Original Research

Do employees participate in workplace HIV testing just to win a lottery prize? A quantitative study

Martin Weihs, Anna Meyer-Weitz
SA Journal of Human Resource Management | Vol 14, No 1 | a722 | DOI: https://doi.org/10.4102/sajhrm.v14i1.722 | © 2016 Martin Weihs, Anna Meyer-Weitz | This work is licensed under CC Attribution 4.0
Submitted: 07 June 2015 | Published: 29 July 2016

About the author(s)

Martin Weihs, HIV/AIDS Sexually Transmitted Infections and TB, Human Sciences Research Council, South Africa
Anna Meyer-Weitz, School of Applied Human Sciences, University of KwaZulu-Natal, South Africa


Orientation: To encourage workers to participate in workplace HIV testing, some SouthAfrican automotive companies use lotteries. However, there is a lack of empirical evidence on how lottery incentives may influence employees’ workplace HIV counselling and testing behaviour.

Research purpose: Determine whether workers intend to test for HIV only to win a lottery prize.

Motivation for the study: The positive and also negative influences of lotteries on workers’ HIV testing behaviour need to be understood to avoid undue coercion in workplace HIV testing participation.

Research design, approach and method: Post-test only quasi-experimental studies were conducted the day HIV testing and lotteries were announced to staff in four companies using a cross-sectional, self-administered survey that measured workers’ workplace HIV testing behaviour intentions. Intention to participate in workplace HIV counselling and testing was used as the main outcome of respondents’ behaviour and investigated via the statement: ‘If the company would organise its on-site Wellness Day tomorrow, I would go testing for HIV tomorrow’. In a first setting, two companies’ workers had to test for HIV to be entered in the lottery (n = 198). In the second setting, two other companies’ workers did not have to test to be entered in the lottery (n = 316). Chi-square tests were conducted to measure significant differences between the two conditions distinguishing between permanent and non-permanent staff.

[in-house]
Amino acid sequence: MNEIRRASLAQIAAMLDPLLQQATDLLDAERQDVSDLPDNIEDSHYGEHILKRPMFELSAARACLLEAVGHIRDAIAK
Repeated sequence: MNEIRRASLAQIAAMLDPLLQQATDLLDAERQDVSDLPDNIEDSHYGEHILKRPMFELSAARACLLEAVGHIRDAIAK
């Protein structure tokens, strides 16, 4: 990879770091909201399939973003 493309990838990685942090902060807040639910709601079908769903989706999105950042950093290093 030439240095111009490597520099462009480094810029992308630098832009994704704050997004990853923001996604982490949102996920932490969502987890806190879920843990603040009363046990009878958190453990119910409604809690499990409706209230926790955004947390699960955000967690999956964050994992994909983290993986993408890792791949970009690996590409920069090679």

Main findings: No significant association was found between behaviour intention in the two settings for permanent workers’ workplace HIV testing intention ( χ2 = 1.145, p = 0.285, phi = -0.097). However, a significant association with a small effect size was found for non-permanent workers ( χ2 = 8.04, p = 0.005, phi = -0.279).

Practical/managerial implications: Results show that lotteries to encourage workplace HIV testing are very likely to help workers ‘do the right thing’ and unlikely to have a coercive effect if all staff attending HIV testing has participated in standardised HIV and AIDS workplace programme activities and is informed about the consequences of testing positive.

Contribution: A better understanding of how lotteries influence workplace HIV testing among workers of different work status and informed related recommendations.


HCT; incentives; non-permanent; workers; South Africa


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Crossref Citations

1. The influence of lotteries on employees’ workplace HIV testing behaviour
Martin Weihs, Anna Meyer-Weitz, Friederike Baasner-Weihs
African Journal of AIDS Research  vol: 17  issue: 1  first page: 9  year: 2018  
doi: 10.2989/16085906.2017.1377266